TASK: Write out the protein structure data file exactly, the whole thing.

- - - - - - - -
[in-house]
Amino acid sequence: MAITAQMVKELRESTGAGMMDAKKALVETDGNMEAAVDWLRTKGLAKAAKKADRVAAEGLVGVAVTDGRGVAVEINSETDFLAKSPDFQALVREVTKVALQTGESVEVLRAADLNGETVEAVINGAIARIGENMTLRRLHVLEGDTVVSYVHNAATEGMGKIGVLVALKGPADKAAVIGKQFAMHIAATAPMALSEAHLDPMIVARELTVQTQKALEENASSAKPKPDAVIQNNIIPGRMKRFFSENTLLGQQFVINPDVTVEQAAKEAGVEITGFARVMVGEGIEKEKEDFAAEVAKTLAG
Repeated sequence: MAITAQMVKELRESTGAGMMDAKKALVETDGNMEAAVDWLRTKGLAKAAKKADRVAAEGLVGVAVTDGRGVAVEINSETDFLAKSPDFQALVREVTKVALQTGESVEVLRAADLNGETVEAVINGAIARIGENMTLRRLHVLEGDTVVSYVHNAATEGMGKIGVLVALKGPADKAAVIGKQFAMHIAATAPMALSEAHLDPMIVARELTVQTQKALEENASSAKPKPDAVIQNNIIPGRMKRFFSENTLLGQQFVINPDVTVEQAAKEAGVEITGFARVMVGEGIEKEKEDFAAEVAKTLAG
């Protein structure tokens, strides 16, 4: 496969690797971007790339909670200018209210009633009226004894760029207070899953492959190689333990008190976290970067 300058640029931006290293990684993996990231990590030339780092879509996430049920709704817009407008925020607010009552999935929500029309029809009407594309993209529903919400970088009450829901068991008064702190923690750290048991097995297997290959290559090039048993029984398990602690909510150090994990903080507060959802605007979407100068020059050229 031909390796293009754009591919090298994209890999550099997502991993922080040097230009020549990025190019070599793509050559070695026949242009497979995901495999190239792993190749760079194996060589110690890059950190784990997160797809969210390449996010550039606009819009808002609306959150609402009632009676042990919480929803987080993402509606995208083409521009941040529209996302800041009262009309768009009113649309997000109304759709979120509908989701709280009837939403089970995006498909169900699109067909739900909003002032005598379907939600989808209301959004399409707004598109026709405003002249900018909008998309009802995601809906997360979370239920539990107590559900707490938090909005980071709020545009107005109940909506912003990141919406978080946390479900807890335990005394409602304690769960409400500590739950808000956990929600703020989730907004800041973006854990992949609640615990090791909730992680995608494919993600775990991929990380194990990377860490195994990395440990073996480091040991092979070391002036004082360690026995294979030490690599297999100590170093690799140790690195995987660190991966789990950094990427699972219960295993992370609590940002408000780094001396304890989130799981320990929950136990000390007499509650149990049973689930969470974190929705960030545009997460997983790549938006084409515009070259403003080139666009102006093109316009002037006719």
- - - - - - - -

[in-house]
Amino acid sequence: MAITAQMVKELRESTGAGMMDAKKALVETDGNMEAAVDWLRTKGLAKAAKKADRVAAEGLVGVAVTDGRGVAVEINSETDFLAKSPDFQALVREVTKVALQTGESVEVLRAADLNGETVEAVINGAIARIGENMTLRRLHVLEGDTVVSYVHNAATEGMGKIGVLVALKGPADKAAVIGKQFAMHIAATAPMALSEAHLDPMIVARELTVQTQKALEENASSAKPKPDAVIQNNIIPGRMKRFFSENTLLGQQFVINPDVTVEQAAKEAGVEITGFARVMVGEGIEKEKEDFAAEVAKTLAG
Repeated sequence: MAITAQMVKELRESTGAGMMDAKKALVETDGNMEAAVDWLRTKGLAKAAKKADRVAAEGLVGVAVTDGRGVAVEINSETDFLAKSPDFQALVREVTKVALQTGESVEVLRAADLNGETVEAVINGAIARIGENMTLRRLHVLEGDTVVSYVHNAATEGMGKIGVLVALKGPADKAAVIGKQFAMHIAATAPMALSEAHLDPMIVARELTVQTQKALEENASSAKPKPDAVIQNNIIPGRMKRFFSENTLLGQQFVINPDVTVEQAAKEAGVEITGFARVMVGEGIEKEKEDFAAEVAKTLAG
């Protein structure tokens, strides 16, 4: 496969690797971007790339909670200018209210009633009226004894760029207070899953492959190689333990008190976290970067 300058640029931006290293990684993996990231990590030339780092879509996430049920709704817009407008925020607010009552999935929500029309029809009407594309993209529903919400970088009450829901068991008064702190923690750290048991097995297997290959290559090039048993029984398990602690909510150090994990903080507060959802605007979407100068020059050229 031909390796293009754009591919090298994209890999550099997502991993922080040097230009020549990025190019070599793509050559070695026949242009497979995901495999190239792993190749760079194996060589110690890059950190784990997160797809969210390449996010550039606009819009808002609306959150609402009632009676042990919480929803987080993402509606995208083409521009941040529209996302800041009262009309768009009113649309997000109304759709979120509908989701709280009837939403089970995006498909169900699109067909739900909003002032005598379907939600989808209301959004399409707004598109026709405003002249900018909008998309009802995601809906997360979370239920539990107590559900707490938090909005980071709020545009107005109940909506912003990141919406978080946390479900807890335990005394409602304690769960409400500590739950808000956990929600703020989730907004800041973006854990992949609640615990090791909730992680995608494919993600775990991929990380194990990377860490195994990395440990073996480091040991092979070391002036004082360690026995294979030490690599297999100590170093690799140790690195995987660190991966789990950094990427699972219960295993992370609590940002408000780094001396304890989130799981320990929950136990000390007499509650149990049973689930969470974190929705960030545009997460997983790549938006084409515009070259403003080139666009102006093109316009002037006719």